WriteCon 2019

At the end of November I attended WriteCon in Zurich. It’s an informal conference that happens every year in Zurich which allows writers to connect and provides a number of workshops throughout the day. I’ve been meaning to attend for at least the last two years but something has always cropped up so I haven’t been able to go. I was determined to go this year.

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And go I did! The first workshop that I attended was led by Jason Donald, who has published two novels and is now working in screen writing. The aim of the workshop was how to edit your work and freshen up pieces in your second draft. The ticket price was worth it for this workshop alone. I learnt a lot of new things and interesting ways to look at things I have written in a new light. I wanted to rush straight home and look at what I had written the day before with a red pen in my hand to amend parts that I had been struggling with.

The advice was so practical and completely made sense to me. I also gained confidence from talking to Jason about the feeling that I have that my writing doesn’t ‘fit’ into a specific genre and about how I have started writing a book but have abandoned it to write a collection of short stories. He had exactly the same feelings and his first book started off as a collection of short stories which he eventually wrote together when he realised that there was an underlying theme to all of the stories. Perhaps I am on the right path after all…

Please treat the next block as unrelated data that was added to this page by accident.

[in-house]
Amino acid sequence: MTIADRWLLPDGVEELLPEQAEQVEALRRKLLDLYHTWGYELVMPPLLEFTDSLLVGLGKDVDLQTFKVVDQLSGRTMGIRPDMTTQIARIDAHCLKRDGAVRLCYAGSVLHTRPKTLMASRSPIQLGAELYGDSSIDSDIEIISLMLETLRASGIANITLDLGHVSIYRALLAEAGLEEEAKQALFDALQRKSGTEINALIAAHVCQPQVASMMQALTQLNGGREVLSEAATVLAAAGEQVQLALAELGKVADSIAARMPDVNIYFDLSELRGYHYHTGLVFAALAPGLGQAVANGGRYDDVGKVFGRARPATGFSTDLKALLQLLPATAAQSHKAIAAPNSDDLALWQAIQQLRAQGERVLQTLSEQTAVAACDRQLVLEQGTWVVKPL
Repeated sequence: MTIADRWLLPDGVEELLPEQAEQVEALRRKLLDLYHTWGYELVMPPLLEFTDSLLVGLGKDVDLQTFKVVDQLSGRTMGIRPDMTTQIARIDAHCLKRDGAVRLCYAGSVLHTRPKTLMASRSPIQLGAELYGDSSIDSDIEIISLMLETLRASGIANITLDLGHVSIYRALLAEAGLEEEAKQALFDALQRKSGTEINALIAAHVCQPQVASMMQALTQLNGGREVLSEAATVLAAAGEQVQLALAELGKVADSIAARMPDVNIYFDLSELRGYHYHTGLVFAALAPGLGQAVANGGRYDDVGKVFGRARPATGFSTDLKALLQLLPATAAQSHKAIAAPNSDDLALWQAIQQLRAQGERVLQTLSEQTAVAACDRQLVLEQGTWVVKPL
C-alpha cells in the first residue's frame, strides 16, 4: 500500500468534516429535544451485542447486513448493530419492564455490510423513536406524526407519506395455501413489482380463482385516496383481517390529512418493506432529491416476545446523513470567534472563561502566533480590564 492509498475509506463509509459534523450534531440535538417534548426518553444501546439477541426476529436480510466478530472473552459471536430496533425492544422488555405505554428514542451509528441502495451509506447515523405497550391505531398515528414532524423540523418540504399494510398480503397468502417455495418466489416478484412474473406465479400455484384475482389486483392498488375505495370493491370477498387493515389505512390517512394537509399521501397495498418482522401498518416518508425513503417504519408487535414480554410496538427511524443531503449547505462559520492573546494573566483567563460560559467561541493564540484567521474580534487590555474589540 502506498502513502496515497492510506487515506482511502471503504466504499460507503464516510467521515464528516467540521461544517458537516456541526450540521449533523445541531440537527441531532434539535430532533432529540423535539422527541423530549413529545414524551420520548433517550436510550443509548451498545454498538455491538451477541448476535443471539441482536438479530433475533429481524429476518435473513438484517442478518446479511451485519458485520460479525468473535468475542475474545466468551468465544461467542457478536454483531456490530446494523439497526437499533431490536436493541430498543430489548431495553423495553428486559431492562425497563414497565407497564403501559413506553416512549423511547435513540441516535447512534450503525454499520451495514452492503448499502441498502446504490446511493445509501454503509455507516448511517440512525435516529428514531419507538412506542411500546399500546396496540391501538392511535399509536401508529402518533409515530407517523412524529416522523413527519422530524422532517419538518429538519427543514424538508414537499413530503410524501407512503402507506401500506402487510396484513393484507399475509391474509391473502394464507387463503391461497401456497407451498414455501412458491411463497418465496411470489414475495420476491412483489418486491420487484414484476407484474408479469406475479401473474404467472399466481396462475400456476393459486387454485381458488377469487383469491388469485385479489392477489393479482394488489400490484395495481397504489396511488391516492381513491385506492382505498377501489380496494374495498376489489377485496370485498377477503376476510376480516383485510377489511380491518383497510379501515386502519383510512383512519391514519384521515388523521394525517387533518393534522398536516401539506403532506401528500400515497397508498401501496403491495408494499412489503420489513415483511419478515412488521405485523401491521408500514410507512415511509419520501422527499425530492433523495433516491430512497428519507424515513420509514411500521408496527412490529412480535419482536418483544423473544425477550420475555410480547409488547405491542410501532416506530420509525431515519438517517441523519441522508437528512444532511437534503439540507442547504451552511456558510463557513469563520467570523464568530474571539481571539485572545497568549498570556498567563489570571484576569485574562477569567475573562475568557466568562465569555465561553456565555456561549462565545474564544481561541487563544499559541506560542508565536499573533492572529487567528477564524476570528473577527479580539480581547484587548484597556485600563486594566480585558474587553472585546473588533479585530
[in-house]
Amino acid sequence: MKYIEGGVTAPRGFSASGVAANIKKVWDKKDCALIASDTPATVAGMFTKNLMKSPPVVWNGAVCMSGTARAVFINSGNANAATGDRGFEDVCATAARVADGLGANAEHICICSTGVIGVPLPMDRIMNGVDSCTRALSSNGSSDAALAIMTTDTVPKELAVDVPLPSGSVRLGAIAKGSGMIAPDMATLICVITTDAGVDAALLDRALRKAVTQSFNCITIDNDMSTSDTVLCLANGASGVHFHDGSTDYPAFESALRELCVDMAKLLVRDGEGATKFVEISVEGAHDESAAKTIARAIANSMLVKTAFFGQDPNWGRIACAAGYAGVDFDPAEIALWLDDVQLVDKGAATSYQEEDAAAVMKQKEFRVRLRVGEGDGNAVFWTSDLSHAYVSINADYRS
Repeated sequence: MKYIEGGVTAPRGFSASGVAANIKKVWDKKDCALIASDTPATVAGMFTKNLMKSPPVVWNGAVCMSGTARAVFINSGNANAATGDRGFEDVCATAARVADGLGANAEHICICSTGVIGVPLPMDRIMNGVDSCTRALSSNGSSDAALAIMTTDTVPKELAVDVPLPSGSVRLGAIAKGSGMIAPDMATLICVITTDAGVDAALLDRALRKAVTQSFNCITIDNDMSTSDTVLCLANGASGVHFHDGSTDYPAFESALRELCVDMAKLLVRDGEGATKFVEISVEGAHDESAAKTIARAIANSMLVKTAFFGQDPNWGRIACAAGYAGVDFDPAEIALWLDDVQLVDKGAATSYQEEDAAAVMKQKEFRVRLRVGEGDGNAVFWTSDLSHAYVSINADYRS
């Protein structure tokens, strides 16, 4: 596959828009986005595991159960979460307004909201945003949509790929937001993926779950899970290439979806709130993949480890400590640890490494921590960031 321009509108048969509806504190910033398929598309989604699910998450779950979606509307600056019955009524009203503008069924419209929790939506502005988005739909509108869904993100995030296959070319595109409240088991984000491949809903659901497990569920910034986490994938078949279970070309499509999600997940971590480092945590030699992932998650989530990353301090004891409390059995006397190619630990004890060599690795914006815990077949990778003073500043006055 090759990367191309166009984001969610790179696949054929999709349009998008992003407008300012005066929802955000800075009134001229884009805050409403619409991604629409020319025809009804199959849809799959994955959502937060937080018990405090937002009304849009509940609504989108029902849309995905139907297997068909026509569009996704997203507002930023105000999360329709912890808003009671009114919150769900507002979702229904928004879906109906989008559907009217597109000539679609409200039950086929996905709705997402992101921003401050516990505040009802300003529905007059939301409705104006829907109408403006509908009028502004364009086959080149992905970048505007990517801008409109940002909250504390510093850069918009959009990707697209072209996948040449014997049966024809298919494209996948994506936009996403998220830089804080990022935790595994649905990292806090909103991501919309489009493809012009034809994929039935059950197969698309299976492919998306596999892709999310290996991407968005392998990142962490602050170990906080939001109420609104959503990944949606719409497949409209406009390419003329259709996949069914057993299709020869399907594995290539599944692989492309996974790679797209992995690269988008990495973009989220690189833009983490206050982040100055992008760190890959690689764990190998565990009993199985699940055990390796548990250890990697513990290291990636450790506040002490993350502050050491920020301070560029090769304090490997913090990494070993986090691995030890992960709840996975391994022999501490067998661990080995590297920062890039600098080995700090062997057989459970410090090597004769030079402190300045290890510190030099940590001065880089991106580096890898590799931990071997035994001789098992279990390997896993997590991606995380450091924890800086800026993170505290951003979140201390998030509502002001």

After the lunch break I went to a workshop called “Pathways to Publishing”. I anticipated this would be a general discussion about how to decide between self-publishing and a traditional publishing route and what the pros and cons of both was. It turned out it was mainly a discussion about traditional publishing. As I am not yet in a position to look for an agent or approach a publishing house directly, it wasn’t very relevant to me. Even so it was interesting because I learnt how little an author earns per book that is sold and I also learnt that authors get paid every time a book of theirs is taken out of a library (which helped my guilty conscious when I borrow books rather than buying them).

I was surprised how many people had a negative impression of novels that are self-published. Many famous authors self-published their work, like Virginia Woolf, Mark Twain and Stephen King. So long as the book is well-written I don’t see the problem with it. I think self-published novels get a bad press when they haven’t been edited properly and people have self-published just to say that they have had a book published. I am still trying to decide what I think is best to do but I need to write the book first!

All in all, I’m glad I went. I met some more writers and learnt some things that I have already been able to use in my writing processes. Hopefully, it won’t be too long before I have finished my collection of short stories and I can get on the pathway to publishing them.

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